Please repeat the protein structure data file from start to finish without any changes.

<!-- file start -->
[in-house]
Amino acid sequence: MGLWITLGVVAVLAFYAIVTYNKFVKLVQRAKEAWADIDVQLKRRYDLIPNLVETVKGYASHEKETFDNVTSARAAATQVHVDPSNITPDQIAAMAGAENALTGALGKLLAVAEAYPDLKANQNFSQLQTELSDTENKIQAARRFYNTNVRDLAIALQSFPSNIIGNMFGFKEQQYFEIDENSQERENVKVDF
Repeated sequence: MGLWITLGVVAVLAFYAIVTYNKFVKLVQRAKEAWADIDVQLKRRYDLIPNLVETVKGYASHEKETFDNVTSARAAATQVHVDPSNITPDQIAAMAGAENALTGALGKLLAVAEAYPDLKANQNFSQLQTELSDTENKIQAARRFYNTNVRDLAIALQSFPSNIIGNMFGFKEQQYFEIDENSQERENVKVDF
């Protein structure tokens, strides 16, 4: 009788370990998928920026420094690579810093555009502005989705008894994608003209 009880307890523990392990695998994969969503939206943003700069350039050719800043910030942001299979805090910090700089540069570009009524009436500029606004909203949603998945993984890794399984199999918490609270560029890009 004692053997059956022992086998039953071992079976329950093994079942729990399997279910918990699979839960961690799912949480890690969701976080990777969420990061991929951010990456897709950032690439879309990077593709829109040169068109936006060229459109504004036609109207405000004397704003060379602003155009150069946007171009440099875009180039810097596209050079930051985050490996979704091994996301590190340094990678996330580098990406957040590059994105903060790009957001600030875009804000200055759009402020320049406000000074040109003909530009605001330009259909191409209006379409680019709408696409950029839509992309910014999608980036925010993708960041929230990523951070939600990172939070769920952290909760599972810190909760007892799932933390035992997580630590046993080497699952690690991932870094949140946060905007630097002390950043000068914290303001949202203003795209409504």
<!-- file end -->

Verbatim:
[in-house]
Amino acid sequence: MGLWITLGVVAVLAFYAIVTYNKFVKLVQRAKEAWADIDVQLKRRYDLIPNLVETVKGYASHEKETFDNVTSARAAATQVHVDPSNITPDQIAAMAGAENALTGALGKLLAVAEAYPDLKANQNFSQLQTELSDTENKIQAARRFYNTNVRDLAIALQSFPSNIIGNMFGFKEQQYFEIDENSQERENVKVDF
Repeated sequence: MGLWITLGVVAVLAFYAIVTYNKFVKLVQRAKEAWADIDVQLKRRYDLIPNLVETVKGYASHEKETFDNVTSARAAATQVHVDPSNITPDQIAAMAGAENALTGALGKLLAVAEAYPDLKANQNFSQLQTELSDTENKIQAARRFYNTNVRDLAIALQSFPSNIIGNMFGFKEQQYFEIDENSQERENVKVDF
């Protein structure tokens, strides 16, 4: 009788370990998928920026420094690579810093555009502005989705008894994608003209 009880307890523990392990695998994969969503939206943003700069350039050719800043910030942001299979805090910090700089540069570009009524009436500029606004909203949603998945993984890794399984199999918490609270560029890009 004692053997059956022992086998039953071992079976329950093994079942729990399997279910918990699979839960961690799912949480890690969701976080990777969420990061991929951010990456897709950032690439879309990077593709829109040169068109936006060229459109504004036609109207405000004397704003060379602003155009150069946007171009440099875009180039810097596209050079930051985050490996979704091994996301590190340094990678996330580098990406957040590059994105903060790009957001600030875009804000200055759009402020320049406000000074040109003909530009605001330009259909191409209006379409680019709408696409950029839509992309910014999608980036925010993708960041929230990523951070939600990172939070769920952290909760599972810190909760007892799932933390035992997580630590046993080497699952690690991932870094949140946060905007630097002390950043000068914290303001949202203003795209409504």